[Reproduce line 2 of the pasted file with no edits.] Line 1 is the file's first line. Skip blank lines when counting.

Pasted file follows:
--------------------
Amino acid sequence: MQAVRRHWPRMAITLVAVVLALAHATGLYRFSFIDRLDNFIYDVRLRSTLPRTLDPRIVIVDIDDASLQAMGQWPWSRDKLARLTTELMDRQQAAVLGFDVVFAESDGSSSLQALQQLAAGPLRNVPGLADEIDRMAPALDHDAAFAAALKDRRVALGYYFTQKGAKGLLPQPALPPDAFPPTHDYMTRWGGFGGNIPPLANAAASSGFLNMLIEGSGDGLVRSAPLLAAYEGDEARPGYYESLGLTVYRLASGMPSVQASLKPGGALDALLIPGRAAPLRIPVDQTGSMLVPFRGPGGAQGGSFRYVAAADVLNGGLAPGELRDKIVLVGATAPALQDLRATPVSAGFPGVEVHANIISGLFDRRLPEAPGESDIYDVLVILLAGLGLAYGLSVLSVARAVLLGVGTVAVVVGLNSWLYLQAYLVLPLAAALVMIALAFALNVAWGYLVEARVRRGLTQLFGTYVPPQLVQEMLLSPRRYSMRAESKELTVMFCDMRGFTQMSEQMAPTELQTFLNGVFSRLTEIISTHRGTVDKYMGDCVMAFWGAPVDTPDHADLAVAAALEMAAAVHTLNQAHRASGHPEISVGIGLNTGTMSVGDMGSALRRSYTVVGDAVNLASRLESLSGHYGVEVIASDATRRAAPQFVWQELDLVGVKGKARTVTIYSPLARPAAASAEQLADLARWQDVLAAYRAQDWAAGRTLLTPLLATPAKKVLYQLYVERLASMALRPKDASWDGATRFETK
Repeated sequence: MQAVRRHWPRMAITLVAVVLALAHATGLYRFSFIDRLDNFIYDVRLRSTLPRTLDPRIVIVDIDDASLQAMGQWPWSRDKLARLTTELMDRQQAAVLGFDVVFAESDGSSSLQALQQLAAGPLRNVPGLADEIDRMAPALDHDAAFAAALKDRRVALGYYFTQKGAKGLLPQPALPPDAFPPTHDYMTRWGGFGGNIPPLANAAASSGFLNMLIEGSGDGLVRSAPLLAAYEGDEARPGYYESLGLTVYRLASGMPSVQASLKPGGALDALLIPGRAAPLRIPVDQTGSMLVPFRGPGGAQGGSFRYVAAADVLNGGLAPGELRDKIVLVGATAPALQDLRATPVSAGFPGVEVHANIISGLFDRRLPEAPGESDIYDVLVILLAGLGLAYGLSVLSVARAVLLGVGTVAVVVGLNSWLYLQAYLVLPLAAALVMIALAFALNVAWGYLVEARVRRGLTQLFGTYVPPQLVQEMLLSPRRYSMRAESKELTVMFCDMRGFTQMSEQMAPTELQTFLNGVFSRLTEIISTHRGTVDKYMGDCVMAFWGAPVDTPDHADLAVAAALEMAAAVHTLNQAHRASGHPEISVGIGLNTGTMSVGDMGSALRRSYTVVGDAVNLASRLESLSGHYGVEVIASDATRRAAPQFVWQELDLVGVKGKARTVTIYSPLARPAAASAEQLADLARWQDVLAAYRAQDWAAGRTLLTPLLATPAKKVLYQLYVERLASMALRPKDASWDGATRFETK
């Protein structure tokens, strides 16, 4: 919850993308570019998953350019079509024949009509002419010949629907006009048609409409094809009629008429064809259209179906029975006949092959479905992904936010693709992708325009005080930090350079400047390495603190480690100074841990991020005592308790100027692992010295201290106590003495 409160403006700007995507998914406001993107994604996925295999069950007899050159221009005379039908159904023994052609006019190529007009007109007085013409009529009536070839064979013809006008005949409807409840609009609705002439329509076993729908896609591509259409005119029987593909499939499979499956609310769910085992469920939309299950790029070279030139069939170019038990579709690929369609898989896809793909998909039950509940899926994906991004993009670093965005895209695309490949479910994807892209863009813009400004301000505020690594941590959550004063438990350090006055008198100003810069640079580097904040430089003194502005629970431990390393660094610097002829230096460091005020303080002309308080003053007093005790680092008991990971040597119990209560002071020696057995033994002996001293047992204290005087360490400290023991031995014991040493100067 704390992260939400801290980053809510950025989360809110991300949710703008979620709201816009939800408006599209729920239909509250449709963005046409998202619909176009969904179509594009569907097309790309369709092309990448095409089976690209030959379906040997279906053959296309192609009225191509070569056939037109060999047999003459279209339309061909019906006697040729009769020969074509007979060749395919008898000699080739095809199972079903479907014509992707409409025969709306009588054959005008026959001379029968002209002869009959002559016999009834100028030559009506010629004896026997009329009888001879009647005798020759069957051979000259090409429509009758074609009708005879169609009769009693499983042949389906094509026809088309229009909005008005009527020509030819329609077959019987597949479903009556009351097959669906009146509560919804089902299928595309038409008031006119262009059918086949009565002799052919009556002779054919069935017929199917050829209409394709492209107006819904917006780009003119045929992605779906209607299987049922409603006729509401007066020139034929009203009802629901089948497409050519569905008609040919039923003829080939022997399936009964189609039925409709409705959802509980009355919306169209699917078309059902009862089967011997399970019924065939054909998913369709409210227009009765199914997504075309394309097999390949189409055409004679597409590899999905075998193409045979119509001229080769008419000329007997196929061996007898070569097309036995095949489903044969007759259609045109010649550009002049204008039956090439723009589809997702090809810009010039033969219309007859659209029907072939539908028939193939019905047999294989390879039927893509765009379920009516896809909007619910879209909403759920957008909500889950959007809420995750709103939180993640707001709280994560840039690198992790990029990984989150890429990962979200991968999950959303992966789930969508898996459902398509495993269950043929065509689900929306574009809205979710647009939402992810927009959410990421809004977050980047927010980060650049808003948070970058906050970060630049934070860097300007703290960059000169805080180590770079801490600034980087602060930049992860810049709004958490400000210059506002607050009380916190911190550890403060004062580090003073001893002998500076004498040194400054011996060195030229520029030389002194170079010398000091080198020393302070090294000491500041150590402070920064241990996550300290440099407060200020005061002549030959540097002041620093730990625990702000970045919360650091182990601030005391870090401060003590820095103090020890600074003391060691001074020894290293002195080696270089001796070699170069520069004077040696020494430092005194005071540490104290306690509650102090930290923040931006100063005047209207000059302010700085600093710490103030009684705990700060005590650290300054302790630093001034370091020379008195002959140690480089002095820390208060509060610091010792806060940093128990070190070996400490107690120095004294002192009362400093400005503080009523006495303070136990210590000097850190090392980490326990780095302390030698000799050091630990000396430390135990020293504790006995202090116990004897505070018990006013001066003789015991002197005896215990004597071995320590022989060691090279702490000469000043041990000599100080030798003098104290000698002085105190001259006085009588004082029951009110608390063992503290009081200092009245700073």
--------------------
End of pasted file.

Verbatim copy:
Repeated sequence: MQAVRRHWPRMAITLVAVVLALAHATGLYRFSFIDRLDNFIYDVRLRSTLPRTLDPRIVIVDIDDASLQAMGQWPWSRDKLARLTTELMDRQQAAVLGFDVVFAESDGSSSLQALQQLAAGPLRNVPGLADEIDRMAPALDHDAAFAAALKDRRVALGYYFTQKGAKGLLPQPALPPDAFPPTHDYMTRWGGFGGNIPPLANAAASSGFLNMLIEGSGDGLVRSAPLLAAYEGDEARPGYYESLGLTVYRLASGMPSVQASLKPGGALDALLIPGRAAPLRIPVDQTGSMLVPFRGPGGAQGGSFRYVAAADVLNGGLAPGELRDKIVLVGATAPALQDLRATPVSAGFPGVEVHANIISGLFDRRLPEAPGESDIYDVLVILLAGLGLAYGLSVLSVARAVLLGVGTVAVVVGLNSWLYLQAYLVLPLAAALVMIALAFALNVAWGYLVEARVRRGLTQLFGTYVPPQLVQEMLLSPRRYSMRAESKELTVMFCDMRGFTQMSEQMAPTELQTFLNGVFSRLTEIISTHRGTVDKYMGDCVMAFWGAPVDTPDHADLAVAAALEMAAAVHTLNQAHRASGHPEISVGIGLNTGTMSVGDMGSALRRSYTVVGDAVNLASRLESLSGHYGVEVIASDATRRAAPQFVWQELDLVGVKGKARTVTIYSPLARPAAASAEQLADLARWQDVLAAYRAQDWAAGRTLLTPLLATPAKKVLYQLYVERLASMALRPKDASWDGATRFETK